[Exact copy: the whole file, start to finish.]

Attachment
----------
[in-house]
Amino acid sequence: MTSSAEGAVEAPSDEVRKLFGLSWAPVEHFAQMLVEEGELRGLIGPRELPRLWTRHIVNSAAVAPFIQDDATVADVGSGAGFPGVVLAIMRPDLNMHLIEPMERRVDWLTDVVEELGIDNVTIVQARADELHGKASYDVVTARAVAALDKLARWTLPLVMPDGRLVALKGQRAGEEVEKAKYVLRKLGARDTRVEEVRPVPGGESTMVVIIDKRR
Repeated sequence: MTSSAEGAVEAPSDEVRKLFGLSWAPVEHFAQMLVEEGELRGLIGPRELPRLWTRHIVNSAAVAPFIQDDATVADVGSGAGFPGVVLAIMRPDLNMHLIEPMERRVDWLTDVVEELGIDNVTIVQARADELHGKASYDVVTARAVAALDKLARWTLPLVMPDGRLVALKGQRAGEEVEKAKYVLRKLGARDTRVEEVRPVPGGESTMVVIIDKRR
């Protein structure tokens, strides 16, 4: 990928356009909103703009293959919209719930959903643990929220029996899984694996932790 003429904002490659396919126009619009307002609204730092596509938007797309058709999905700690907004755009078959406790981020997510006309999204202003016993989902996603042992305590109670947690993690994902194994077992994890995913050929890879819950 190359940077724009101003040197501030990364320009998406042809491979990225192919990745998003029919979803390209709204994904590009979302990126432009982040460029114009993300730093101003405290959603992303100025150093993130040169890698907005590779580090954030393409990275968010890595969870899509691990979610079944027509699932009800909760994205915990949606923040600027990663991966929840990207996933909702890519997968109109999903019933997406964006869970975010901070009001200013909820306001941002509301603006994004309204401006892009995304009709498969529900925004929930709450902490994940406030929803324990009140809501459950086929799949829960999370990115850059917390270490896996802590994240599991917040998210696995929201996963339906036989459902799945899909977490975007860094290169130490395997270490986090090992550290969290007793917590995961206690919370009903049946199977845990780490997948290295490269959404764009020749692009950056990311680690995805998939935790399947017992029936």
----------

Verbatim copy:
[in-house]
Amino acid sequence: MTSSAEGAVEAPSDEVRKLFGLSWAPVEHFAQMLVEEGELRGLIGPRELPRLWTRHIVNSAAVAPFIQDDATVADVGSGAGFPGVVLAIMRPDLNMHLIEPMERRVDWLTDVVEELGIDNVTIVQARADELHGKASYDVVTARAVAALDKLARWTLPLVMPDGRLVALKGQRAGEEVEKAKYVLRKLGARDTRVEEVRPVPGGESTMVVIIDKRR
Repeated sequence: MTSSAEGAVEAPSDEVRKLFGLSWAPVEHFAQMLVEEGELRGLIGPRELPRLWTRHIVNSAAVAPFIQDDATVADVGSGAGFPGVVLAIMRPDLNMHLIEPMERRVDWLTDVVEELGIDNVTIVQARADELHGKASYDVVTARAVAALDKLARWTLPLVMPDGRLVALKGQRAGEEVEKAKYVLRKLGARDTRVEEVRPVPGGESTMVVIIDKRR
């Protein structure tokens, strides 16, 4: 990928356009909103703009293959919209719930959903643990929220029996899984694996932790 003429904002490659396919126009619009307002609204730092596509938007797309058709999905700690907004755009078959406790981020997510006309999204202003016993989902996603042992305590109670947690993690994902194994077992994890995913050929890879819950 190359940077724009101003040197501030990364320009998406042809491979990225192919990745998003029919979803390209709204994904590009979302990126432009982040460029114009993300730093101003405290959603992303100025150093993130040169890698907005590779580090954030393409990275968010890595969870899509691990979610079944027509699932009800909760994205915990949606923040600027990663991966929840990207996933909702890519997968109109999903019933997406964006869970975010901070009001200013909820306001941002509301603006994004309204401006892009995304009709498969529900925004929930709450902490994940406030929803324990009140809501459950086929799949829960999370990115850059917390270490896996802590994240599991917040998210696995929201996963339906036989459902799945899909977490975007860094290169130490395997270490986090090992550290969290007793917590995961206690919370009903049946199977845990780490997948290295490269959404764009020749692009950056990311680690995805998939935790399947017992029936």